It’s that season again! A wide majority of writers conferences are scheduled for late spring or through the summer, so if you have been thinking about attending one, it’s time to start making decisions. But there are so many choices! How do you pick a writers conference?
First, think of your goals.
Why do you want to go to a writers conference in the first place? Are you trying to learn more about the writing craft, marketing and publishing, or all of it? If learning is the main thing, look at the talks that are offered. Look for the conference that focusses on what you need at this point in your career. If you’re just trying to get your feet wet and figure out what you need to learn in the first place, look for a short and well-rounded conference dealing with a wide variety of topics.
Sometimes, it’s worth attending an event for one class alone. However, if that’s the case, don’t just look at conferences. Look up individual webinars, masterclasses, and consultations. If there’s only one very specific topic you want help with, you may get more bang for your buck somewhere else.
Pick a writers conference: look at extra features.
Maybe your goals aren’t purely educational. For you, that could be only a side benefit of the conference. Maybe you’re looking at networking or critique opportunities.
Some writers conferences offer additional options, often at an additional cost. These may include paid time slots for pitching to literary agents or paid one-on-one consultations on topics like improving your query. Some host happy hours in which you may be able to rub some advantageous elbows. I once attended a conference that did a first-page slam: a panel of literary agents read first pages pre-submitted by attendees to the crowd and explained why or why not would they have kept reading.
Pick a writers conference: consider the speakers.
You want advice directly from the people whose approval you seek. Want to be traditionally published? Try to find a conference taught largely by publishing professionals. Examples include literary agents and editors who’ve worked in major publishing houses, or authors successful in your genre. On the contrary, if you plan to go the indie route, look for classes taught by authors and editors and marketing professionals who’ve shown success in that arena.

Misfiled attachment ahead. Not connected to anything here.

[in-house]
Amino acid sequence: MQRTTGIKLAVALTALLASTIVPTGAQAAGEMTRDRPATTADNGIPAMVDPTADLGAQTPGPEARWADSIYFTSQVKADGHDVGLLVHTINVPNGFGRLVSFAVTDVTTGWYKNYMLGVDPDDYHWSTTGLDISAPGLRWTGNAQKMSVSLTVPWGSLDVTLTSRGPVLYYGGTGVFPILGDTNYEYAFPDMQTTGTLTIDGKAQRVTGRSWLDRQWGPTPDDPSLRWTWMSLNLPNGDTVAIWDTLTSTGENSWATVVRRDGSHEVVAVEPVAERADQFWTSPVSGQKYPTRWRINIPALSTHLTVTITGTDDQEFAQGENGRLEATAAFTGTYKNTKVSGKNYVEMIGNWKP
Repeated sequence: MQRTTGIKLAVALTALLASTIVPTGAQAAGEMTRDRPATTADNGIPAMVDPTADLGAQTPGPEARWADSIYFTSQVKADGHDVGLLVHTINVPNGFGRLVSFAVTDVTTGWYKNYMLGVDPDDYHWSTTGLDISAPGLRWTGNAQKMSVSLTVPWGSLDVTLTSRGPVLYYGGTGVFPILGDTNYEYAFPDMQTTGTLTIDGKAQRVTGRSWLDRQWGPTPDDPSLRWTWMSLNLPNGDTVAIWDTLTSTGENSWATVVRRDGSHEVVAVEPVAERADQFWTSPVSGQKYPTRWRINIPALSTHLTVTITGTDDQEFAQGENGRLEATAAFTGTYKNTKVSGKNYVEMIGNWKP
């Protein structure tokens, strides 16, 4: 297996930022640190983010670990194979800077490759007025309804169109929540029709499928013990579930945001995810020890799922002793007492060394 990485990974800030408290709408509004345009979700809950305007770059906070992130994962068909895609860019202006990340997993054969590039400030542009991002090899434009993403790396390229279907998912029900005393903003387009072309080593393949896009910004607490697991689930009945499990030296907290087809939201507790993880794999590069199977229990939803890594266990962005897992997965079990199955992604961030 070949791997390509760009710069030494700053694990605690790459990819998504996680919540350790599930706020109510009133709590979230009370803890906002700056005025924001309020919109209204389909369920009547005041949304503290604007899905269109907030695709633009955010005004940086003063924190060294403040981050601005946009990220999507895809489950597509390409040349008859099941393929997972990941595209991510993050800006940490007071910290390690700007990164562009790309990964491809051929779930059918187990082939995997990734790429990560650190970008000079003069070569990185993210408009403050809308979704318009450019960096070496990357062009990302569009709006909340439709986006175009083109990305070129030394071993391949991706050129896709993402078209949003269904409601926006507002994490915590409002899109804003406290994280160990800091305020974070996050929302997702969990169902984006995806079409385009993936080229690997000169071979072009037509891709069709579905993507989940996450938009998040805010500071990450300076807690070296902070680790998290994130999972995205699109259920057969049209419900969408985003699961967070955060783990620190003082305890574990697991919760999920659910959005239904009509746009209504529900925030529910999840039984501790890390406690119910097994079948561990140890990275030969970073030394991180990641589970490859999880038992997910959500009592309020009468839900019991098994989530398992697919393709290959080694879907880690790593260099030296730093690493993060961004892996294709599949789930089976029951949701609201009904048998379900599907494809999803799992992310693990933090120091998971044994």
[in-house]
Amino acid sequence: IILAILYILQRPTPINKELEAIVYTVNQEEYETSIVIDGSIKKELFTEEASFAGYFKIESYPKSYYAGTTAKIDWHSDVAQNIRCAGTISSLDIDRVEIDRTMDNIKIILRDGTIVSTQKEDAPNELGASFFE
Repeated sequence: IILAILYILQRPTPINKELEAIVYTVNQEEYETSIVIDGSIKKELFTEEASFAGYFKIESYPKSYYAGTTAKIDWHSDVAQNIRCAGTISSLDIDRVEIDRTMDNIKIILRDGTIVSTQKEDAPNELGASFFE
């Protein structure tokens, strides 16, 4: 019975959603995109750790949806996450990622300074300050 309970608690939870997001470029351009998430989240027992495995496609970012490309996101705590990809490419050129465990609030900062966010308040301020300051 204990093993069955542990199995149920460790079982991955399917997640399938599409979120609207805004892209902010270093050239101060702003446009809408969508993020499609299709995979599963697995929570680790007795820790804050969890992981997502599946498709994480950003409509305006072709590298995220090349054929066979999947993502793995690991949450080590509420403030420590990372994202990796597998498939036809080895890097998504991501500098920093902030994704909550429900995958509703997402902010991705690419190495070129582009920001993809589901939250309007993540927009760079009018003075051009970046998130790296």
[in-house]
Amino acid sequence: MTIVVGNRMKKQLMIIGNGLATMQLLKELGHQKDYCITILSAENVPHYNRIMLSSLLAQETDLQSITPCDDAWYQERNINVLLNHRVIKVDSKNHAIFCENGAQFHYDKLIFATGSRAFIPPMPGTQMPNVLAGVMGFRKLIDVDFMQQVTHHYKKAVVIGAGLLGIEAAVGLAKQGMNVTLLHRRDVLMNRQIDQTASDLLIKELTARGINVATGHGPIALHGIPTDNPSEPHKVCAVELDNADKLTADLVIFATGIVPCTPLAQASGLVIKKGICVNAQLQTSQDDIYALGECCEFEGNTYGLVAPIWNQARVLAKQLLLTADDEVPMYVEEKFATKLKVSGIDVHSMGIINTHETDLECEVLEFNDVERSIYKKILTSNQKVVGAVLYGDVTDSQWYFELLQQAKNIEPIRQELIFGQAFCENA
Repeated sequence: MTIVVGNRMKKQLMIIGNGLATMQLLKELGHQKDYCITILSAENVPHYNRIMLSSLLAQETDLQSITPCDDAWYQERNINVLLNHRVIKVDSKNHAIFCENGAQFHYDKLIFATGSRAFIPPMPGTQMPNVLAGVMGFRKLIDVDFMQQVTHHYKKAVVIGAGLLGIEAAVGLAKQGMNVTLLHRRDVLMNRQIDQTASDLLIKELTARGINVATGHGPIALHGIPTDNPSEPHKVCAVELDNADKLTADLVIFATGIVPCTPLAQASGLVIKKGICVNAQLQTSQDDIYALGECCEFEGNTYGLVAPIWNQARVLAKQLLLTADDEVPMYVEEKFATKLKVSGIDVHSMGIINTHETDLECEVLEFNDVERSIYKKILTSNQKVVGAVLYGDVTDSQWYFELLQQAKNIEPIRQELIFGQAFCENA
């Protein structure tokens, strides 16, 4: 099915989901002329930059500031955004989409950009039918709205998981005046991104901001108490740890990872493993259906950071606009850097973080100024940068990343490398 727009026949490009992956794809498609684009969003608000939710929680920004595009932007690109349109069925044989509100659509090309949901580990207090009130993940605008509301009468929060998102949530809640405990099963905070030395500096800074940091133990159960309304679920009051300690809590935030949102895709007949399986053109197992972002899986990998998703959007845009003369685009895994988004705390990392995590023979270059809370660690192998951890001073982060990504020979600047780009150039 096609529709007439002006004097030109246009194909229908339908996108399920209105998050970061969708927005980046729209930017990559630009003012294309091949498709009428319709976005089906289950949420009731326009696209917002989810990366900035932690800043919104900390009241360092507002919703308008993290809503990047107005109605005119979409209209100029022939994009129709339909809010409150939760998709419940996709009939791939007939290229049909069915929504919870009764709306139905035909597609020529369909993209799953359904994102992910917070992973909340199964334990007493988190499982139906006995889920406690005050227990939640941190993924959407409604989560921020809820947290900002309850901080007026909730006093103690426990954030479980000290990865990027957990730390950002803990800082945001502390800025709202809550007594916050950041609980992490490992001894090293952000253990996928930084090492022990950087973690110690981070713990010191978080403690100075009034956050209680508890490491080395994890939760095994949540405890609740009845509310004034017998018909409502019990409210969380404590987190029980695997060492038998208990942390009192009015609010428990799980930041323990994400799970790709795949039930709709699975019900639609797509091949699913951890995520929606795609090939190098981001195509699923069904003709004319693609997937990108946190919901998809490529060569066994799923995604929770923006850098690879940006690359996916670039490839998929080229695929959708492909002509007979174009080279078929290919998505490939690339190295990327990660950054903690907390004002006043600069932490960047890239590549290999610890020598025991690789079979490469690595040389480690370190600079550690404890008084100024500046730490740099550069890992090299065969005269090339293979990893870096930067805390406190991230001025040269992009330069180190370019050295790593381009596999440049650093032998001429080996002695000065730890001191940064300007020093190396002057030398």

There are so many great options out there! If you need a starting place, I can recommend some conferences I’ve attended. For the traditional route, I had a great experience with Writing Day Workshops. For the indie route, I highly recommend Inkers Con.
Pick a writers conference: the cost and location
Budget is always a concern, although an author can write off learning costs as a business expense. Many conferences offer early bird pricing, or a cheaper online-only ticket, but some writers conferences are just plain more expensive than others. What that conference offers in relation to your personal goals is what determines if the cost is worth it, but don’t forget about other costs. If your favorite conference is far away, you still have to factor in travel, food, and lodging.
That being said, it never hurts to look for hidden discounts. Email the organizer to ask about scholarship or volunteer opportunities. I’ve literally had $50 knocked off the price of a ticket just for asking, because most people don’t think to! And volunteer opportunities can be even better than getting a scholarship; you may be asked to pick a literary agent up from the airport and get to chat them up the whole drive! Just ask—the worst they can say is no opportunities are available.
About the Writer: Kathryn Tamburri (@KathrynTamburriAuthor) writes clean YA epic fantasy novels which seethe with slow-burn romance. You can find more of her writing tips on #ThePantsersGuide and follow her new #AdventureLog on the blog at KathrynTamburri.com, and be the first to know when her novels publish by subscribing to her fun author newsletter!